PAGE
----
Thursday, April 24, 2008

Fixing the Champions League

Today we are here to fix the Champions League. And, no, this isn't Abramovich type fixing.

Okay, it might not even be broken, but doing some really bad mental accounting, it seems that the number of lackluster semi-final matches over the past couplathree years is high. Well, there are only a handful of matches, so maybe I should say the percentage is high.

It might just be due to the fact that Liverpool and Chelsea keep running into each other, but both semi-final tilts from the 2005-2006 run also come to mind. The return leg of the Arsenal v. Villareal match might have been the least attractive futbol match ever played at that level. In total six hours of semi-final soccer produced two goals. Even that overstates how exciting the four matches were. And that's with only one Italian team present.

This week's first round matches were no prizes either. A dull affair at Anfield highlighted by a comic own goal with the ref probably lifting the whistle to his mouth. And a Barca v. United match where the Red Devils' offense consisted of Ronaldo hitting the ground anytime a Barca player came near him in the attacking third.

Sorry, these are the supposed to be the best clubs in the world, playing top flight soccer. I don't want to say it needs to be a goalfest lest I look like a fucking hypocrite, but I'd like to see some tactics that are based on something more than, "Well, if we get a 0-0 draw, we get the return leg at home and, when I bully the refs, Ronaldo might get one of those calls."

So, with that in mind, maybe it's time to tinker with the Champions League. And it's a pretty simple tinker. Basically, make it look more like the World Cup.

1) Make the Knock-Out Stages a Single Match: That's right. No home-and-away. One match. Winner goes on. Loser goes home.

The spillover benefit of this is that it does away with the silly away-goals rule.

Every match has it's own character. The pitch, the weather, the refs, all impact that game. Even from one week to the next there can be a change in match-fit players that will impact the offensive (or defensive) make-up of the tilt. Should you really go home because you drew 2-2 at home but only 1-1 on the road? It's kind of stupid. What if the return leg goes to extra time?

It just happened to Getafe against Bayern Munich in the UEFA Cup. More time on the clock gave both teams the chance to score, but because it was at Getafe, Bayern's goals moved them on.

Additionally this will take a few fixtrues off the already overcrowded schedule. I'm sure United would like a couple of fewer miles on their legs as they head into this weekend's match with Chelsea.

But won't someone have a home advantage? No, just make it a neutral site game. Moreover, that might take the refs out of the match a little bit. Was the penalty given to Babel in the semi legit? Was either card given to Mazzerati in the quarters warranted? Nobody but Lingering Bursitis thinks so (okay, maybe the second, but definitely not the first). Were the calls influenced by the Anfield crowd? Probably.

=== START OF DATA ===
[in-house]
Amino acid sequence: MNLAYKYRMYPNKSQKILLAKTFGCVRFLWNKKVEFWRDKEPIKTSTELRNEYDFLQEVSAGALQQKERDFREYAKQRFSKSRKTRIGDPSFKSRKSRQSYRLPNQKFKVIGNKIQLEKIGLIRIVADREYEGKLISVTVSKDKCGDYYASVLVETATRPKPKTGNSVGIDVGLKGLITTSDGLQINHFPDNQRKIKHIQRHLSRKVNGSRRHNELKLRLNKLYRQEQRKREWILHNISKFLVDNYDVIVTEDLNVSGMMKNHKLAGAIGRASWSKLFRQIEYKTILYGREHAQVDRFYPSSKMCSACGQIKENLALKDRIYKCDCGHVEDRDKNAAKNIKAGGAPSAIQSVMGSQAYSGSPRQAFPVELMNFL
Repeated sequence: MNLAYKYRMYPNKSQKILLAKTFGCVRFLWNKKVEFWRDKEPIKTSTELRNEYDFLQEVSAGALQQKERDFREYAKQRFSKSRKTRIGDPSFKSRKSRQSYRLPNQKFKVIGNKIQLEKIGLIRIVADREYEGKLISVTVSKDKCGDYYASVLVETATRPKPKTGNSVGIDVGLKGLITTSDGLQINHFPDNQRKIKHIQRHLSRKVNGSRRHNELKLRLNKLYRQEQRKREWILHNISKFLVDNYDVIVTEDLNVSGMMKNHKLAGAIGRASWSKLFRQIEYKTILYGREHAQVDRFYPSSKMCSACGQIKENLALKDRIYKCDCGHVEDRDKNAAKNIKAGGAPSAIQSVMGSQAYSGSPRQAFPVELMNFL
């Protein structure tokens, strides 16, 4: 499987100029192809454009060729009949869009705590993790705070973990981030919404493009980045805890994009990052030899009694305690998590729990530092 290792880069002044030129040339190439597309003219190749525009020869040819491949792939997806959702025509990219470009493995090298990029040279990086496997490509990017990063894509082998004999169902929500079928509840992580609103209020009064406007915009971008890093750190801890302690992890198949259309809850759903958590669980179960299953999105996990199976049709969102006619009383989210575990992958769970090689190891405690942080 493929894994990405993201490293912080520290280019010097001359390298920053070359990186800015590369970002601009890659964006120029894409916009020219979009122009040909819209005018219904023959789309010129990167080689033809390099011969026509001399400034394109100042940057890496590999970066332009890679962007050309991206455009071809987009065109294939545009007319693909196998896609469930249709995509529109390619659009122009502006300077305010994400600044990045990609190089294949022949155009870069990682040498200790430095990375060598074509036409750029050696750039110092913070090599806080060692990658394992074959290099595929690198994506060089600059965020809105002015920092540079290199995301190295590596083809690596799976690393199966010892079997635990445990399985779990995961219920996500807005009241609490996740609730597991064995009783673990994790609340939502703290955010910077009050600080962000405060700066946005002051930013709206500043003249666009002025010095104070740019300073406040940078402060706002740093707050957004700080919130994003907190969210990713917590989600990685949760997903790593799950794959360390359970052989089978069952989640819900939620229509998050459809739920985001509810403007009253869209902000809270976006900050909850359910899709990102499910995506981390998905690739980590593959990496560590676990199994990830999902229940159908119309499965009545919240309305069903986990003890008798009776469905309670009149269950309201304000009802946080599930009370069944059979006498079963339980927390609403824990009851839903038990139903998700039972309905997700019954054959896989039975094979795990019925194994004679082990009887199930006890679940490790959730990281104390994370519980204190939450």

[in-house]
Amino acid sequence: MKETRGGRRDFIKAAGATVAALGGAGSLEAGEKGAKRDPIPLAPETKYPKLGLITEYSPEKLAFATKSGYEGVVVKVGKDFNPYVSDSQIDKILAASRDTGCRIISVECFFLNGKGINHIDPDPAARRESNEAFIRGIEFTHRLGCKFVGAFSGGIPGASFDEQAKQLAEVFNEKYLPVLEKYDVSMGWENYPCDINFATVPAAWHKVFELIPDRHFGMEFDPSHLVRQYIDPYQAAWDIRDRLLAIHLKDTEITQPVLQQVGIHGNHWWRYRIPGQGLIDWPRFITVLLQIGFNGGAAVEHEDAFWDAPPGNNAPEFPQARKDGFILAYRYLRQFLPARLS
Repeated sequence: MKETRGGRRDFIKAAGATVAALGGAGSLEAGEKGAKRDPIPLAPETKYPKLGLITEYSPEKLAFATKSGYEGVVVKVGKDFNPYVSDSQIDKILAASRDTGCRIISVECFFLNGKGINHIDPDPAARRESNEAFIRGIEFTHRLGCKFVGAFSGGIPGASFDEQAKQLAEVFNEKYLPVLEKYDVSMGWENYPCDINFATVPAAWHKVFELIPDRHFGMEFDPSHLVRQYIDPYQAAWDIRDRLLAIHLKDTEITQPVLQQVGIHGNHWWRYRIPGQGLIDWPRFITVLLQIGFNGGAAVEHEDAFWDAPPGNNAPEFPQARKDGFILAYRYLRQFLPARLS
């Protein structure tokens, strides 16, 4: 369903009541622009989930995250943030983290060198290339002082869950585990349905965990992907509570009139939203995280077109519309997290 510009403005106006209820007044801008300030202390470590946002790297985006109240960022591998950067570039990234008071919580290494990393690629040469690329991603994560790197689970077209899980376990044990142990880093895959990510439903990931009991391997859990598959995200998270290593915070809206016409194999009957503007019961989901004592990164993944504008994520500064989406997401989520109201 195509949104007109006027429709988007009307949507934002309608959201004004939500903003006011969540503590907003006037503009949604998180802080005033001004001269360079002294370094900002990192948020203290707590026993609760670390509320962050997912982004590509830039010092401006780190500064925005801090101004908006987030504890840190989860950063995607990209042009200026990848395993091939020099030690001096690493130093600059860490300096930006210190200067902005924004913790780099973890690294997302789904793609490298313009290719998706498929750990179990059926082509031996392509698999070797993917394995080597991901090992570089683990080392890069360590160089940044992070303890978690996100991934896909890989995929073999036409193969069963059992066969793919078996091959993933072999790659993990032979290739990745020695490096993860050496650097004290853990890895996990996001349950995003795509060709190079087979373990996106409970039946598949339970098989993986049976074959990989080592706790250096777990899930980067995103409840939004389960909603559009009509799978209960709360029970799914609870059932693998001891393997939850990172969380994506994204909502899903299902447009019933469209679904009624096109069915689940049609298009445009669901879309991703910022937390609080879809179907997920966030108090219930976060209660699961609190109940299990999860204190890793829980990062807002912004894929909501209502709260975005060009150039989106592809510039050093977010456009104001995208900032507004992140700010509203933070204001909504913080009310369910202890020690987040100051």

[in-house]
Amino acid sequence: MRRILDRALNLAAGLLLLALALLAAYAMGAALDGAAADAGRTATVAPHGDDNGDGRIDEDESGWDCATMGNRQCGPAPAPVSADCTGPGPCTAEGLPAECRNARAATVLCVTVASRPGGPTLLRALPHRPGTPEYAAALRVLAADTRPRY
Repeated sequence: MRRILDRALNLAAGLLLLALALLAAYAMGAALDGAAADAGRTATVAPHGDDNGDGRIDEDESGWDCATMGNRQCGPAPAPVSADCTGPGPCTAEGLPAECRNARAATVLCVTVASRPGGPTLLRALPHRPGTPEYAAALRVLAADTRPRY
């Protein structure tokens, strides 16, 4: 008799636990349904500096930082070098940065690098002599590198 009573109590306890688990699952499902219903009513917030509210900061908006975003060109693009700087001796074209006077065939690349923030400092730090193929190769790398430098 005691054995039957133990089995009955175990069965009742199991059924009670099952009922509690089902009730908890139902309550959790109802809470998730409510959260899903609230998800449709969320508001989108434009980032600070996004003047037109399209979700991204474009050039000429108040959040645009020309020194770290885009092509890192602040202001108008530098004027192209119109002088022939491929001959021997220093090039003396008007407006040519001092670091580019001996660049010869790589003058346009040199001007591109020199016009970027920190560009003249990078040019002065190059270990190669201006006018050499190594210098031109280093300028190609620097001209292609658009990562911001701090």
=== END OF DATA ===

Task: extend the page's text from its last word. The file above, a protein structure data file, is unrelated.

Pity for such huge matches to turn on something so capricious instead of the play on the pitch. This isn't to suggest that the officiating will magically become better, it just might be less susceptible to crowd influence.

Of course single-elimination will never happen because, among other things, it means leaving money on the table. Two matches bring in more gate than one. Okay, fine. Just double the ticket prices. You're telling me these matches won't still sell-out?

2) Seed the Knock-Out stages: Chelsea draws Olympiacos and Fenerbahce. Seriously? Must be nice having a thug Russian billionaire running your club. Just seed the thing. I'm not going to quiblle over criteria. This year's first round: United v. Schalke. Inter v. Olympiacos. Madrid v. Fenerbahce. There will still be upsets.

3) There is no three.

In fact, number two is just me bitching that Chelsea had an easy path quite literally due to "the luck of the draw."

I just want to see teams at this level playing to win, playing attacking football. Right now, that seems to be more of an exception. Yesterday, United had little interest in doing much more than sitting back and absorbing Barca's onslaught. Seriously, the top team in Europe's top league ceded 65% of the possession? Please.

And it's not like they are going to come out firing at home. They know as long as they win at home, they are on to the final, but more importantly they have to guard against the away goal. So they are going to play a tentative first 45. Guarantee it. The only way that match turns exciting is if Barca does score early and United now need 2 goals.


The Fan's Attic said...

Must have been that time of the month for Cristiano Ronaldo.

Eladio said...

When I saw the post title, I assumed this was an expose on how Rafa paid off the refs in the Quarterfinals.

Autoglass said...

Well, if "the" Arsenal would just play themselves into April with some frequency they might bring the beautiful football to these matches and relieve us all of this stifling play that bores you so.

Precious Roy said...

Autoglass: "the" Arsenal was largely responsible for that 0-0 draw at Villareal that made me want to gouge my own eyes out. It was one of the few times I've seen Wenger suffocate play to get the scoreless result knowing it would advance them.